2021 Kia K5: Pour One Out for the Optima, Then Forget

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The name Americans have come to associate with Kia’s midsize family sedan is dead, but you probably knew that already. Hopefully you’ve recovered.

On Tuesday, Kia pulled the wraps off the U.S.-market K5, the automaker’s replacement for the long-running Optima (which carried the Magentis name in Canada until 2010). Riding atop a third-generation N3 platform, the midsizer grows in length, wheelbase, and width, while slouching closer to the road.

For the coming model year, Kia also saw fit to equip the newly renamed model with a more potent uplevel engine and all-wheel drive, but the liftback you might think exists behind the backseat is all in your head.

It’s a sedan, period. Don’t let the sloping, fastback-style roof line fool you.

Two inches longer than before, one inch wider, and 1.8 inches lengthier in wheelbase, the K5’s roof sits eight-tenths of an inch closer to the ground. The bland exterior of its Optima predecessor has given way to a chiseled skin with slender headlamps and a far bolder version of Kia’s corporate Tiger-nose grille. The sedan’s greenhouse now comes topped with a metallic strip that flows down the C-pillar to the trunklid.


Out back, Kia could be accused of getting too busy with its fascia game, though in this day and age it’s perhaps a better option than not getting noticed at all. And full-width taillight arrays are so in right now.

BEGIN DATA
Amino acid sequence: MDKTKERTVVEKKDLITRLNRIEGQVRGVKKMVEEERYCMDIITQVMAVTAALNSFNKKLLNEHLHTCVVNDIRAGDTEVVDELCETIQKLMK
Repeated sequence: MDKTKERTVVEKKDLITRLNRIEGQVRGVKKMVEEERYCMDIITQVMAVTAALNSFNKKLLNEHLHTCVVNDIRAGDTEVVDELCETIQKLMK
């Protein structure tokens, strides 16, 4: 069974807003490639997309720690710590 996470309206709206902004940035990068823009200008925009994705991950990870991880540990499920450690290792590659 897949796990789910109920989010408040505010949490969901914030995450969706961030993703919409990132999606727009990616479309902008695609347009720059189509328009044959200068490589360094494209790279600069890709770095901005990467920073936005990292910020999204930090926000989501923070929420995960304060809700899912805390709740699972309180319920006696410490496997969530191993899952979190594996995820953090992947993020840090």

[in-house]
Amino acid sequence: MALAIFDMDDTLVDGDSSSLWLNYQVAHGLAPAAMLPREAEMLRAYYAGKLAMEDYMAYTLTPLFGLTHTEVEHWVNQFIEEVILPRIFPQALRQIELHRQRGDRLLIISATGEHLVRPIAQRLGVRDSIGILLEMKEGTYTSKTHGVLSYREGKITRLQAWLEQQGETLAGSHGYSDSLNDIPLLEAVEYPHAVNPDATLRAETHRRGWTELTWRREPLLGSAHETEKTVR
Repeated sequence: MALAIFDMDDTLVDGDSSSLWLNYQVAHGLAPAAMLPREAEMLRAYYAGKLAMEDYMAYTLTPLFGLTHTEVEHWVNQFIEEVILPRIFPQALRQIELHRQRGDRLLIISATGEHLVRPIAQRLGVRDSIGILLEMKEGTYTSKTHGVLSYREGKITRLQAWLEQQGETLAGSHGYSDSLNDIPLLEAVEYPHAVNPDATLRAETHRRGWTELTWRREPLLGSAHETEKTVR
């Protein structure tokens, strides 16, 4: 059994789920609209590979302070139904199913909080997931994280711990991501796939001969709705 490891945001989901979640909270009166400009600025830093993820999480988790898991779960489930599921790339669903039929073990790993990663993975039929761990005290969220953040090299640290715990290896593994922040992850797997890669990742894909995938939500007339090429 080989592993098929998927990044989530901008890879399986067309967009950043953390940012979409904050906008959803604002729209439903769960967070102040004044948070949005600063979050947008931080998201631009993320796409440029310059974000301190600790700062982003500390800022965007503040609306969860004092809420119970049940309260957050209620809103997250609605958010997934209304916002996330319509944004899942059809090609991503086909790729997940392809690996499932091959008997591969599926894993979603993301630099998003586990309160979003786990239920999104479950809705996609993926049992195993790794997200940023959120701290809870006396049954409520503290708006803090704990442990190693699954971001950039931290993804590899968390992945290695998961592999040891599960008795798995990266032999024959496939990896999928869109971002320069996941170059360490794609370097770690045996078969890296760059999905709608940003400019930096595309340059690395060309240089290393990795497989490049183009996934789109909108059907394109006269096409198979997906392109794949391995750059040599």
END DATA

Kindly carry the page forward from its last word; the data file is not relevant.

With a stiffer body and a suspension setup redesigned for improved handling, Kia aims to put the K5 on the radar of those looking for a sporty-ish front-driver at a reasonable price. The former Optima, while a breath of fresh air, design-wise, upon its 2011 launch, lost something in its subsequent generation. Naturally, Camry and Accord stepped in to collect what midsize buyers remained in the segment.

Two engines are on offer: a turbocharged 1.6-liter (180 horsepower and 195 lb-ft of torque, up 2 hp from before) found in base LX, LXS, GT-Line, and EX trims, mated to an eight speed automatic. Last year’s base 2.4-liter four-cylinder is gone. Meanwhile, the LXS and GT-Line can be ordered with all-wheel drive.


Move up to the range-topping GT and Hyundai Motor Group’s new turbocharged 2.5-liter appears, making 290 hp and 311 lb-ft. A “wet” dual-clutch with eight forward speeds is the only available transmission with this engine. In this guise, Kia has something to potentially persuade buyers to reconsider a possible Toyota or Honda purchase.

Inside, you’ll find a revised cabin that telegraphs its newly discovered refinement at every opportunity, as well as sport in GT-Line or GT guise (flat-bottom steering wheel? Check. Red piping? Ditto). The infotainment screen never measures less than 8 inches, with a 10.25-inch surface found on upper trims. That screen, however, can’t be had with wireless Apple CarPlay and Android Auto connectivity.

Elsewhere on the tech front, standard kit includes a host of safety aids. Among them, automatic emergency braking with pedestrian detection, lane keep assist, rear seat reminder, and forward collision warning. As you’ve probably assumed, optional safety aids span the gamut.

Expect pricing to be released closer to the model’s late summer on-sale date, though readers who might be tempted into considering a GT should know their ride won’t appear in showrooms until the fall.


[Images: Kia Motors]

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